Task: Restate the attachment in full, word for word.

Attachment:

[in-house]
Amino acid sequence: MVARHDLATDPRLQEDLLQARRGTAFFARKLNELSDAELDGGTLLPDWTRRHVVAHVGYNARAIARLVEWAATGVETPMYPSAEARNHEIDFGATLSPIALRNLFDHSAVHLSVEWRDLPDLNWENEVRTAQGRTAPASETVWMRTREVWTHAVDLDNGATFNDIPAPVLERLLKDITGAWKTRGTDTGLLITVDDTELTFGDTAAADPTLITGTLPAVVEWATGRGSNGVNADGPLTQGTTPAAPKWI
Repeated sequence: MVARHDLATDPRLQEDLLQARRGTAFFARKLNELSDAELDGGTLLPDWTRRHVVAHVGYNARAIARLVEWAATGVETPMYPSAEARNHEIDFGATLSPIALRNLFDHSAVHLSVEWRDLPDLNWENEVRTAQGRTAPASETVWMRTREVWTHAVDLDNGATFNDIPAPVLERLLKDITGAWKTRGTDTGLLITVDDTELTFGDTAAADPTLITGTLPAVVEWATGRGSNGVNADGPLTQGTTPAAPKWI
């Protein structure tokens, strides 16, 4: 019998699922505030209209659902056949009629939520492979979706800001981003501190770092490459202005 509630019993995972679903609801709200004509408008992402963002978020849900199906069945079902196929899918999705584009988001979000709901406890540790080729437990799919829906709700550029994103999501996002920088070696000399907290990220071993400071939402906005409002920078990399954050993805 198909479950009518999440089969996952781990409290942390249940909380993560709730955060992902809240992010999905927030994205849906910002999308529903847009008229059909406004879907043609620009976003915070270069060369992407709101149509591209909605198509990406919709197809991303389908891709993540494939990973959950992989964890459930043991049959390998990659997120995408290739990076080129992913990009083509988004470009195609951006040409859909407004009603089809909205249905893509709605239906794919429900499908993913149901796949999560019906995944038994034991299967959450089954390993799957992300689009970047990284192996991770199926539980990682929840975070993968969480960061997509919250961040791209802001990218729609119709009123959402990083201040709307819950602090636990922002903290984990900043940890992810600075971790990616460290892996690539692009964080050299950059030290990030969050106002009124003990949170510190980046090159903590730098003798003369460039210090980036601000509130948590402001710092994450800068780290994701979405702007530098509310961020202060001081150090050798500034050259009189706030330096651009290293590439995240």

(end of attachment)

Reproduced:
[in-house]
Amino acid sequence: MVARHDLATDPRLQEDLLQARRGTAFFARKLNELSDAELDGGTLLPDWTRRHVVAHVGYNARAIARLVEWAATGVETPMYPSAEARNHEIDFGATLSPIALRNLFDHSAVHLSVEWRDLPDLNWENEVRTAQGRTAPASETVWMRTREVWTHAVDLDNGATFNDIPAPVLERLLKDITGAWKTRGTDTGLLITVDDTELTFGDTAAADPTLITGTLPAVVEWATGRGSNGVNADGPLTQGTTPAAPKWI
Repeated sequence: MVARHDLATDPRLQEDLLQARRGTAFFARKLNELSDAELDGGTLLPDWTRRHVVAHVGYNARAIARLVEWAATGVETPMYPSAEARNHEIDFGATLSPIALRNLFDHSAVHLSVEWRDLPDLNWENEVRTAQGRTAPASETVWMRTREVWTHAVDLDNGATFNDIPAPVLERLLKDITGAWKTRGTDTGLLITVDDTELTFGDTAAADPTLITGTLPAVVEWATGRGSNGVNADGPLTQGTTPAAPKWI
């Protein structure tokens, strides 16, 4: 019998699922505030209209659902056949009629939520492979979706800001981003501190770092490459202005 509630019993995972679903609801709200004509408008992402963002978020849900199906069945079902196929899918999705584009988001979000709901406890540790080729437990799919829906709700550029994103999501996002920088070696000399907290990220071993400071939402906005409002920078990399954050993805 198909479950009518999440089969996952781990409290942390249940909380993560709730955060992902809240992010999905927030994205849906910002999308529903847009008229059909406004879907043609620009976003915070270069060369992407709101149509591209909605198509990406919709197809991303389908891709993540494939990973959950992989964890459930043991049959390998990659997120995408290739990076080129992913990009083509988004470009195609951006040409859909407004009603089809909205249905893509709605239906794919429900499908993913149901796949999560019906995944038994034991299967959450089954390993799957992300689009970047990284192996991770199926539980990682929840975070993968969480960061997509919250961040791209802001990218729609119709009123959402990083201040709307819950602090636990922002903290984990900043940890992810600075971790990616460290892996690539692009964080050299950059030290990030969050106002009124003990949170510190980046090159903590730098003798003369460039210090980036601000509130948590402001710092994450800068780290994701979405702007530098509310961020202060001081150090050798500034050259009189706030330096651009290293590439995240």